Malloy Signs Bill To Withhold Homicide Photos, Other Records, After Newtown

The bill applies to all homicide cases - not just Newtown - and will block photos and videos of homicide victims. (Michael McAndrews)

Heavy Criticism

However, heavy criticism arose from newspapers and freedom-of-information activists. They objected not only to what the bill would do, but also to the fact that such a significant change in the law affecting freedom of information would be negotiated in secret.

Since then, lawmakers have tried to adjust the proposal to meet resistance that has surfaced, particularly among House members.

Williams had said repeatedly that it is important to preserve public disclosure of police audiotapes including 911 calls.

One hang-up Tuesday night in the negotiations among legislative leaders appeared to be whether all emergency-call tapes would be released, or whether parts that are explicit about victims' injuries would be deleted and reduced to written transcripts before being disclosed.

Families of the Newtown victims had been at the Capitol in recent days, pushing for protection of their loved ones' memories by preventing disclosure of both images and audiotapes of emergency calls related to the massacre in which 20 first-graders and six women were shot to death by Adam Lanza, 20, who then killed himself.

Pressure To Expand

There was recent pressure to expand the bill beyond the Newtown case, so that the measure would block the same records in all criminal cases. That pressure has come from critics including the state's victim advocate and members of the legislature's Black and Puerto Rican Caucus. They have questioned the fairness of granting such protection only to the Newtown families – and not to the families of the victims of more-common and less-publicized killings that often happen in urban areas.

One solution discussed would be to block the disclosure of photos and images of murder victims in all homicide cases, based on federal law and precedent, but to preserve public disclosure of 911 call audiotapes in all cases. But that was not close to being certain Tuesday night.

McKinney said that the "single most important priority" of Newtown victims' families "was making sure that the photos of their children are not released."

Although police departments do not release photos and most mainstream news organizations don't publish them even when they become evidence in criminal trials, McKinney and Newtown parents have said they're worried about Internet bloggers and conspiracy theorists who might do it. They've noted that documentary filmmaker Michael Moore also has called for release of the photos to call attention to the need for gun control.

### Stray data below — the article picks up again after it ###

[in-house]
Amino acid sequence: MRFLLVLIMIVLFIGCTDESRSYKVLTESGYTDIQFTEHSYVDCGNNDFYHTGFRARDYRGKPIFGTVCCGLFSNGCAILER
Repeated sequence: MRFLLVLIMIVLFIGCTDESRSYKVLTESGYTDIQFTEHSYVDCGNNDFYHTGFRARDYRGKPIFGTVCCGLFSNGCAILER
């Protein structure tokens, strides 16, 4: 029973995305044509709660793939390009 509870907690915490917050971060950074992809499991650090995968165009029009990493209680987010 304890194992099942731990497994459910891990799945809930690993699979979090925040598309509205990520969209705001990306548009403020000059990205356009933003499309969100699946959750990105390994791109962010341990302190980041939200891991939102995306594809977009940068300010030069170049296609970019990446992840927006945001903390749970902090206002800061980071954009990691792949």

Beyond preventing release of photos and video images, the families' "priorities go down from there," McKinney said.

McKinney said his own view is that release of murder victims' photos should be prohibited in all cases, not just Newtown. "I'm a parent of three children and I don't think any parent should have to worry about their son or daughter's photos, who've been murdered, being released publicly and splashed all over the Internet."

Asked about whether he thinks tapes of 911 emergency calls should be released in all cases — as has been discussed as part of the possible compromise language that blocks all homicide photos — McKinney said this: "My personal opinion is that I personally would redact audio portions that would depict [victims] or voices of children and put that onto a transcript, and not redact any other portion of a 911 tape."

He said lawmakers have been looking at a U.S. Supreme Court decision a decade ago in a case about photographs in the death by suicide of Clinton White House aide Vince Foster. McKinney said the decision extends protection to the victim's family and "talks about an unwarranted invasion into the right of privacy ... if there's no legitimate purpose for the pictures."

McKinney said looking at that decision "gave us a direction that it is appropriate in certain circumstances to say that the right to privacy for the victims of homicide trumps the public's right to know. ... Again, the Vince Foster case dealt with photographs," not tapes of emergency calls.

Late Tuesday, Chris VanDeHoef, executive director of the Connecticut Daily Newspaper Association, issued this statement: "There is no proposal at this late hour to review, so I can't comment on specifics, but CDNA urges caution while legislative leadership and the governor's office looks at making changes to the [Freedom of Information Act] in response to the tragedy in Newtown. The legislature is against the clock and we hope that whatever is proposed is done so with all thoughtfulness about the importance of open government and the public's right to know."

Courant staff writer Daniela Altimari contributed to this report.